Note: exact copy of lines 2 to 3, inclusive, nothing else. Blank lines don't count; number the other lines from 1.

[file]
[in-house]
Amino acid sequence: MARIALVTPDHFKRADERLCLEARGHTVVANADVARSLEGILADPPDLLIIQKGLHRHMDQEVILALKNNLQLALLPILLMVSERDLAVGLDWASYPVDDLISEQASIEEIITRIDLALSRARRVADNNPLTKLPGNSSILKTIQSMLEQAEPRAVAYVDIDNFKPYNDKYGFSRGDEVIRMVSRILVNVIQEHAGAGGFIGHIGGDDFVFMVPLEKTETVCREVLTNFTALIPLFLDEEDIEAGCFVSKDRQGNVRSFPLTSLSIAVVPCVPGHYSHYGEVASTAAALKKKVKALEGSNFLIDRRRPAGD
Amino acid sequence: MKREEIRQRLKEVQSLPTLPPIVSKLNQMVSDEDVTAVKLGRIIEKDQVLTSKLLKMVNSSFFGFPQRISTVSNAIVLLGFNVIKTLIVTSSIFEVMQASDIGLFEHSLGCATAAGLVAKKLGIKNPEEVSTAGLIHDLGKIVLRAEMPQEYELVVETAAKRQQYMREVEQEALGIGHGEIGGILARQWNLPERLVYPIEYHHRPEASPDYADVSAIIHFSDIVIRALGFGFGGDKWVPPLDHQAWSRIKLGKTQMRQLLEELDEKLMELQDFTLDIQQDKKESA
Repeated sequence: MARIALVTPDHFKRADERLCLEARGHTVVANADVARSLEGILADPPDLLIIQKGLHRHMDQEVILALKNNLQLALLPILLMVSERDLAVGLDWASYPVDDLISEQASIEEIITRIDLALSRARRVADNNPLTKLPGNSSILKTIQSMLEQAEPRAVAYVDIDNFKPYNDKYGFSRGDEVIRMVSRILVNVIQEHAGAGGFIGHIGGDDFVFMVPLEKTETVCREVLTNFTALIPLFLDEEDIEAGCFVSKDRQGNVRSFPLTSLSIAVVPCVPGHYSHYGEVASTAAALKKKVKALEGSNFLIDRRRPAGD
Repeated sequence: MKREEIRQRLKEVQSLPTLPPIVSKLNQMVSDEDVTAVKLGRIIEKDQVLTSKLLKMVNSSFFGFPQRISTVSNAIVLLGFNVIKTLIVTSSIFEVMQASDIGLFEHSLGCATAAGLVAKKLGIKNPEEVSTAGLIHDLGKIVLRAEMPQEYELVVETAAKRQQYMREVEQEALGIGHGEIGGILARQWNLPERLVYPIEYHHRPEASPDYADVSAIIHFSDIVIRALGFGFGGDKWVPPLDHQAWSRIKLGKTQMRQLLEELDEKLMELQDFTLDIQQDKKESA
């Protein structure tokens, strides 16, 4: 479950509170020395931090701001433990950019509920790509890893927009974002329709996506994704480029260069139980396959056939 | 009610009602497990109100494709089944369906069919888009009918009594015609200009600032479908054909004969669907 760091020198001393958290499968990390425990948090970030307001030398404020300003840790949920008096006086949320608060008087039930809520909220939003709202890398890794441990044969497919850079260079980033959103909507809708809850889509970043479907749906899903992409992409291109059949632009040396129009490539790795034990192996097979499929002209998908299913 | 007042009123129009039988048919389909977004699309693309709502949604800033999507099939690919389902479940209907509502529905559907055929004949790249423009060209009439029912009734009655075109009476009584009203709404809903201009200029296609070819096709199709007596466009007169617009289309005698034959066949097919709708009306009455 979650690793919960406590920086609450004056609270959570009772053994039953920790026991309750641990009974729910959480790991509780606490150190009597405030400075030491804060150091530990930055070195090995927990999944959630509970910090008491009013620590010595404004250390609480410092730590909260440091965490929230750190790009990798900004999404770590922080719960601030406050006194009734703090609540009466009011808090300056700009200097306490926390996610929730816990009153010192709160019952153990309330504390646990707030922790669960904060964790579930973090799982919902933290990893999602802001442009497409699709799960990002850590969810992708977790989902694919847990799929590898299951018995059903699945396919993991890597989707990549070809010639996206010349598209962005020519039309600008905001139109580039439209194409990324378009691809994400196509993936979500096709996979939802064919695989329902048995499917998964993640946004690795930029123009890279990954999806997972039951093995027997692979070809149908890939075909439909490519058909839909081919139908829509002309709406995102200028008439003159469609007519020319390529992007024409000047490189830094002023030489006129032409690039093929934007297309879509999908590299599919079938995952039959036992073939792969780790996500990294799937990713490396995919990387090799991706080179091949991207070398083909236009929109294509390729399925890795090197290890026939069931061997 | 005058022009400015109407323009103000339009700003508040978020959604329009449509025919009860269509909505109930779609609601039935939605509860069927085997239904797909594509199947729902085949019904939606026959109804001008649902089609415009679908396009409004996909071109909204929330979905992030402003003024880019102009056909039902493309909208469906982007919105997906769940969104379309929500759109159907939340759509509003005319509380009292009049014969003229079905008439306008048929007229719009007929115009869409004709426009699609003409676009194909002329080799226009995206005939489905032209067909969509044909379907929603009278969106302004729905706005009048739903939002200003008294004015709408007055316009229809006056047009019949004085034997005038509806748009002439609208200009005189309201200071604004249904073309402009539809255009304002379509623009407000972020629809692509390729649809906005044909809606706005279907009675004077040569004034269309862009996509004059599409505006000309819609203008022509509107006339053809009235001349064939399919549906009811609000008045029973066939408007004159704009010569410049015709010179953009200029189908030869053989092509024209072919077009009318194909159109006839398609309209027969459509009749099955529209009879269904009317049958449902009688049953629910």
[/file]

Amino acid sequence: MARIALVTPDHFKRADERLCLEARGHTVVANADVARSLEGILADPPDLLIIQKGLHRHMDQEVILALKNNLQLALLPILLMVSERDLAVGLDWASYPVDDLISEQASIEEIITRIDLALSRARRVADNNPLTKLPGNSSILKTIQSMLEQAEPRAVAYVDIDNFKPYNDKYGFSRGDEVIRMVSRILVNVIQEHAGAGGFIGHIGGDDFVFMVPLEKTETVCREVLTNFTALIPLFLDEEDIEAGCFVSKDRQGNVRSFPLTSLSIAVVPCVPGHYSHYGEVASTAAALKKKVKALEGSNFLIDRRRPAGD
Amino acid sequence: MKREEIRQRLKEVQSLPTLPPIVSKLNQMVSDEDVTAVKLGRIIEKDQVLTSKLLKMVNSSFFGFPQRISTVSNAIVLLGFNVIKTLIVTSSIFEVMQASDIGLFEHSLGCATAAGLVAKKLGIKNPEEVSTAGLIHDLGKIVLRAEMPQEYELVVETAAKRQQYMREVEQEALGIGHGEIGGILARQWNLPERLVYPIEYHHRPEASPDYADVSAIIHFSDIVIRALGFGFGGDKWVPPLDHQAWSRIKLGKTQMRQLLEELDEKLMELQDFTLDIQQDKKESA